Strangely though, while China and India are competing for strategic influence over Myanmar, both Beijing and Delhi are on the same page over the Rohingya issue.

Russia is also having difficulties with Muslim-majority Commonwealth of Independent States. Moscow has no love lost for Muslims and probably sees the Rohingya Muslims as a source of trouble in Rakhine. Besides, Myanmar’s military procurements from Russia have no doubt played an important role in Moscow supporting Naypyidaw against Dhaka.

The recent rise of Arakan Army in volatile Rakhine has added a new dimension to the instability in the state. The Myanmar Army (Tatmadaw) has suffered serious losses when this unknown insurgent group attacked several Tatmadaw outposts since January 2019. Unconfirmed reports suggest that Arakan Rohingya Salvation Army (ARSA) and Arakan Army are cooperating with each other to fight the Tatmadaw.

On the Bangladesh side, there are some disquieting developments. Living in relatively safe conditions in Bangladesh, the Rohingyas are unwilling to return to Rakhine, where the situation is completely insecure. Then again, many international NGOs working to provide succour oppose their return to Myanmar. The longer these refugees are in Bangladesh, the better it is for some of these NGOs. There are allegations that INGOs are engaged in profitable businesses doing little for the Rohingyas. Bulk of the available funds are being spent for the comfort and travel of NGO functionaries.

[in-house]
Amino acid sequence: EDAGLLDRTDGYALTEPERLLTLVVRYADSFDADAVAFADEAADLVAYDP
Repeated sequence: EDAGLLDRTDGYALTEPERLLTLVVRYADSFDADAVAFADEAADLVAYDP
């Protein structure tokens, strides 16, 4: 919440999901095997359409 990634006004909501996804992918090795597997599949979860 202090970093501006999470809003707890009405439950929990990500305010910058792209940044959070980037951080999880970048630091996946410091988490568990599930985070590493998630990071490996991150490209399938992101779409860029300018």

But the most disturbing development has been the decision of Bangladesh government to relocate some 100,000 refugees to Bhasan Char. This is evidently very good news for Naypyidaw. Aung San Suu Kyi and General Hlaing will take it as victory—that Bangladesh has accepted the Rohingyas as part of its population.

Rohingya refugees herded in Teknaf area have been trying to break out of the camps to either get out of Bangladesh or to get assimilated into the Bangladeshi population. There are reports of police arresting Rohingyas at Bangladeshi airports and from boats in the Bay of Bengal. Having nothing much to do, these refugees are increasingly getting involved in all kinds of criminal activities—drug smuggling, women trafficking and, above all, becoming susceptible to radicalisation.

Myanmar has actually launched a non-military aggression against Bangladesh to destabilise the country socially, economically, environmentally and politically. The only way this aggression can be tackled is to get stringent UN Security Council sanctions against

Myanmar. For that to happen, Bangladesh will have to get all the five permanent members of the Security Council on its side. But China and Russia have repeatedly blocked any statement from the UN Security Council. Fourth Joint Working Group meeting between Bangladesh and Myanmar was held in Naypyidaw on May 3, 2019, but no concrete movement on repatriation was seen.

Procrastinating on the Rohingya problem is favouring Myanmar. Clearly, Bangladesh is caught up in a complicated geo-political game involving big powers and is doomed to host the Rohingya refugees indefinitely.

Mahmood Hasan is a former ambassador and secretary of the Bangladesh government.

This story was originally published by The Daily Star, Bangladesh